Tuesday, November 13, 2007

Islam and the nation-state

Caroline B. Glick: Islam and the nation-state
Throughout the world, one of the most prevalent causes of war, terrorism and political instability is the ongoing weakening of the nation-state system. There are several reasons that the nation-state as a political unit of sovereignty is under threat. One of the most basic causes of this continuous erosion of national power throughout the world is the transformation of minority-dominated enclaves within nation-states into ungovernable areas where state power is either not applied or applied in a haphazard and generally unconstructive manner.

While domestic strife between majority and minority populations has been an enduring feature of democratic and indeed all societies throughout history, the current turbulence constitutes a unique challenge to the nation-state system. This is because much of the internal strife between minority and majority populations within states today is financed and often directed from outside the country.\
MUSLIM MINORITIES throughout the world are being financed and ideologically trained in Saudi and UAE funded mosques and Islamic centers. These minorities act in strikingly similar manners in the countries where they are situated throughout the world. On the one hand, their local political leaders demand extraordinary communal rights, rights accorded neither to the national majority nor to other minority populations. On the other hand, Muslim neighborhoods, particularly in Europe, but also in Israel, the Philippines and Australia, are rendered increasingly ungovernable as arms of the state like the police and tax authorities come under attack when they attempt to assert state power in these Muslim communities.

Logic would have it that targeted states would respond to the threat to their authority through a dual strategy. On the one hand, they would firmly assert their authority by enforcing their laws against both individual lawbreakers and against subversive, foreign financed institutions that incite the overthrow of their governments and their replacement with Islamic governments. On the other hand, they would seek out and empower local Muslims who accept the authority and legitimacy of their states and their rule of law.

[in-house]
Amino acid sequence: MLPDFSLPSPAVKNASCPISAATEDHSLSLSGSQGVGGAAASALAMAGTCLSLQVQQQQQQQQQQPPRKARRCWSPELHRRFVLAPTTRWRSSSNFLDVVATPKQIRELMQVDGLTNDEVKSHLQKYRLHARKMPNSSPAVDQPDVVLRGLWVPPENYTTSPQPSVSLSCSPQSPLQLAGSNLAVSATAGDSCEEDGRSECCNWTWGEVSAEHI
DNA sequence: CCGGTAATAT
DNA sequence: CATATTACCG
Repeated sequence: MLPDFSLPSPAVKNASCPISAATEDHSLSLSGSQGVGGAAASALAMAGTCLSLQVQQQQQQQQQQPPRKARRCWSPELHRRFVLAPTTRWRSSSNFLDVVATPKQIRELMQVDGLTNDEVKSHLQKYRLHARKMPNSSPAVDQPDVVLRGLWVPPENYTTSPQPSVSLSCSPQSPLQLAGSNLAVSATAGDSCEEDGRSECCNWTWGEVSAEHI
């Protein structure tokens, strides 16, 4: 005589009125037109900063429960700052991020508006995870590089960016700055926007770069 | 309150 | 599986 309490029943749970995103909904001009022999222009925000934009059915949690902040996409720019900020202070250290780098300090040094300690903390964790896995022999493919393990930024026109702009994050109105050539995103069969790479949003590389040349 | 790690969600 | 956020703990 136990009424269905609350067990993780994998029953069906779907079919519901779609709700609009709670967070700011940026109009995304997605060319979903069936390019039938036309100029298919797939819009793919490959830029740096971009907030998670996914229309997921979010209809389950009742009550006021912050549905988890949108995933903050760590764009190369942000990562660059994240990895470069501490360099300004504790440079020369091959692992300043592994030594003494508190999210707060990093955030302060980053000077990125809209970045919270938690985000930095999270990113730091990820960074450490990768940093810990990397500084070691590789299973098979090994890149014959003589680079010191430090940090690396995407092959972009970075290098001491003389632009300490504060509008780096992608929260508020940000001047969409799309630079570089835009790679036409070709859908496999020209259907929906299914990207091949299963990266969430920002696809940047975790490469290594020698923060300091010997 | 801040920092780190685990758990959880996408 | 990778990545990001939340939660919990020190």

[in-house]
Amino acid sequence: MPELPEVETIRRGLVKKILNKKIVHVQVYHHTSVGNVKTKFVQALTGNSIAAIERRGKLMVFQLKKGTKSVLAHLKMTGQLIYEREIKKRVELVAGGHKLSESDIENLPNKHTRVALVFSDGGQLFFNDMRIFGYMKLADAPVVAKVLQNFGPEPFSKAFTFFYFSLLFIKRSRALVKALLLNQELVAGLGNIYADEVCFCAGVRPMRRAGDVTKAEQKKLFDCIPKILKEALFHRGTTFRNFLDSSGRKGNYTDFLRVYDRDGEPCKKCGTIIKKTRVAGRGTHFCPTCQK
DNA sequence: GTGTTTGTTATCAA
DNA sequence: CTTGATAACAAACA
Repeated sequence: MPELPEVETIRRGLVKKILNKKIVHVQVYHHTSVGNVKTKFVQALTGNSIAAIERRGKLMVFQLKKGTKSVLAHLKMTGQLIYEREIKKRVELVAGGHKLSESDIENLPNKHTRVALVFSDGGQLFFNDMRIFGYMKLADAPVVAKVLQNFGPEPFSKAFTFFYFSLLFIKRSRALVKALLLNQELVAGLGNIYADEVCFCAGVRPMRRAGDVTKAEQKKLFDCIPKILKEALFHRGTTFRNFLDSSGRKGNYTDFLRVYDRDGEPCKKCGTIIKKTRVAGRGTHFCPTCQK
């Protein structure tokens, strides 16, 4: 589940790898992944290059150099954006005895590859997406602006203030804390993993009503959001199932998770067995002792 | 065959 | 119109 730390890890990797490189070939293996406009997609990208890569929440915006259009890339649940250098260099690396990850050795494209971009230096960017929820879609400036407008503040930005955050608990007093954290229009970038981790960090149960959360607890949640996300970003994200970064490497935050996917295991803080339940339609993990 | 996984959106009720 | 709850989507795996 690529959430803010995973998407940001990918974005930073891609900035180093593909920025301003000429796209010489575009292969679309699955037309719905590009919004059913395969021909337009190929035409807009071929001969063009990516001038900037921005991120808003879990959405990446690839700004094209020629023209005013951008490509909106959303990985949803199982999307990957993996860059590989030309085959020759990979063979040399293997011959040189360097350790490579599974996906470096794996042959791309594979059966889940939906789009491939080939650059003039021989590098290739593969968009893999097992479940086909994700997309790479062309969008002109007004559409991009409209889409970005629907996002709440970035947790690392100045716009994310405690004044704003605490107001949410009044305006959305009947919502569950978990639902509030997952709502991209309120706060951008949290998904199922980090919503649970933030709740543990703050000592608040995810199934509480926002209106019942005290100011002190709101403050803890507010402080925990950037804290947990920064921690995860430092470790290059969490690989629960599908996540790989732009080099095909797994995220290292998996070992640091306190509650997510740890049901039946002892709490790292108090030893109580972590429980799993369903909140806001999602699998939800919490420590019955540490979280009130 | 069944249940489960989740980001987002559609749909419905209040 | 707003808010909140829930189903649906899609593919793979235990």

Unfortunately, with the notable exception of the Howard government in Australia, in country after country, governments respond to this challenge by attempting to appease Muslim irredentists and their state sponsors.
THE FOREIGN policy aspect of the rush to appease is twofold. First, targeted states refuse to support one another when individual governments attempt to use the tools of law enforcement to handle their domestic jihad threat.
More acutely, targeted states lead the charge in calling for the establishment of Muslim-only states.
While Israel is supposed to accept a Jew-free Palestine, it goes without saying that its own 20 percent Arab minority will continue to enjoy the full rights of Israeli citizenship. Yet one of the direct consequences of the establishment of a Jew-free, pro-jihadist State of Palestine will be the further radicalization of Israeli Arabs. They will intensify their current rejection of Israel's national identity.

With Palestinian and outside support, they will intensify their irredentist activities and so exert an even more devastating attack on Israel's sovereignty and right to national self-determination.
In the interest of defending the nation-state system, on which American sovereignty and foreign policy is based, the US should reassess the logic of its support for the establishment of Muslim-only states. It should similarly revisit its refusal to openly support the right of non-Islamic states like Israel, Serbia and even France, to assert their rights to defend their sovereignty, national security and national character from outside-sponsored domestic Islamic subversion.
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